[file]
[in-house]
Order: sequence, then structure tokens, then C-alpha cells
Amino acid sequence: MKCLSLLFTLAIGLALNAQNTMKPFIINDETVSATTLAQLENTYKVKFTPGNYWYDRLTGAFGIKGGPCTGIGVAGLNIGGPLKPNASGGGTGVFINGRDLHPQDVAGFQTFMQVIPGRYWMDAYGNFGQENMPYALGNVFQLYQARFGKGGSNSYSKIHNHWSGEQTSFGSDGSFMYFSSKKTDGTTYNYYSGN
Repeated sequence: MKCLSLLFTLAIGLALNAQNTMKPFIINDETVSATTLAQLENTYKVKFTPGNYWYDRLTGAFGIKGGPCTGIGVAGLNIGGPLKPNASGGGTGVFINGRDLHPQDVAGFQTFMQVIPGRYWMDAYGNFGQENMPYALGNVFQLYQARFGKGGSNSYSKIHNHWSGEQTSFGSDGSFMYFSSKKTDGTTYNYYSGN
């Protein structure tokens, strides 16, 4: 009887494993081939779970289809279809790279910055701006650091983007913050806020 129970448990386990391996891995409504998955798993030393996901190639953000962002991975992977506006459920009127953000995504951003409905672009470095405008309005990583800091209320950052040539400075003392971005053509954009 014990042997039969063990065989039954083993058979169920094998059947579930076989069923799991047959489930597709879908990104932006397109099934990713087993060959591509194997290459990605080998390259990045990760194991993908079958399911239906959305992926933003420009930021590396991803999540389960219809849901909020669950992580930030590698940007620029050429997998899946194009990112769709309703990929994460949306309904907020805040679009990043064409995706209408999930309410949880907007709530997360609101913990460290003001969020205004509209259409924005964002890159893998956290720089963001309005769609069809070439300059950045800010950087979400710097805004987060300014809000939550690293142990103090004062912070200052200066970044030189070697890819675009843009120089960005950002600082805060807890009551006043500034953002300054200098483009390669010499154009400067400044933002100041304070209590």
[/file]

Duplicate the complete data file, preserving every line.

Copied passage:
[in-house]
Order: sequence, then structure tokens, then C-alpha cells
Amino acid sequence: MKCLSLLFTLAIGLALNAQNTMKPFIINDETVSATTLAQLENTYKVKFTPGNYWYDRLTGAFGIKGGPCTGIGVAGLNIGGPLKPNASGGGTGVFINGRDLHPQDVAGFQTFMQVIPGRYWMDAYGNFGQENMPYALGNVFQLYQARFGKGGSNSYSKIHNHWSGEQTSFGSDGSFMYFSSKKTDGTTYNYYSGN
Repeated sequence: MKCLSLLFTLAIGLALNAQNTMKPFIINDETVSATTLAQLENTYKVKFTPGNYWYDRLTGAFGIKGGPCTGIGVAGLNIGGPLKPNASGGGTGVFINGRDLHPQDVAGFQTFMQVIPGRYWMDAYGNFGQENMPYALGNVFQLYQARFGKGGSNSYSKIHNHWSGEQTSFGSDGSFMYFSSKKTDGTTYNYYSGN
């Protein structure tokens, strides 16, 4: 009887494993081939779970289809279809790279910055701006650091983007913050806020 129970448990386990391996891995409504998955798993030393996901190639953000962002991975992977506006459920009127953000995504951003409905672009470095405008309005990583800091209320950052040539400075003392971005053509954009 014990042997039969063990065989039954083993058979169920094998059947579930076989069923799991047959489930597709879908990104932006397109099934990713087993060959591509194997290459990605080998390259990045990760194991993908079958399911239906959305992926933003420009930021590396991803999540389960219809849901909020669950992580930030590698940007620029050429997998899946194009990112769709309703990929994460949306309904907020805040679009990043064409995706209408999930309410949880907007709530997360609101913990460290003001969020205004509209259409924005964002890159893998956290720089963001309005769609069809070439300059950045800010950087979400710097805004987060300014809000939550690293142990103090004062912070200052200066970044030189070697890819675009843009120089960005950002600082805060807890009551006043500034953002300054200098483009390669010499154009400067400044933002100041304070209590």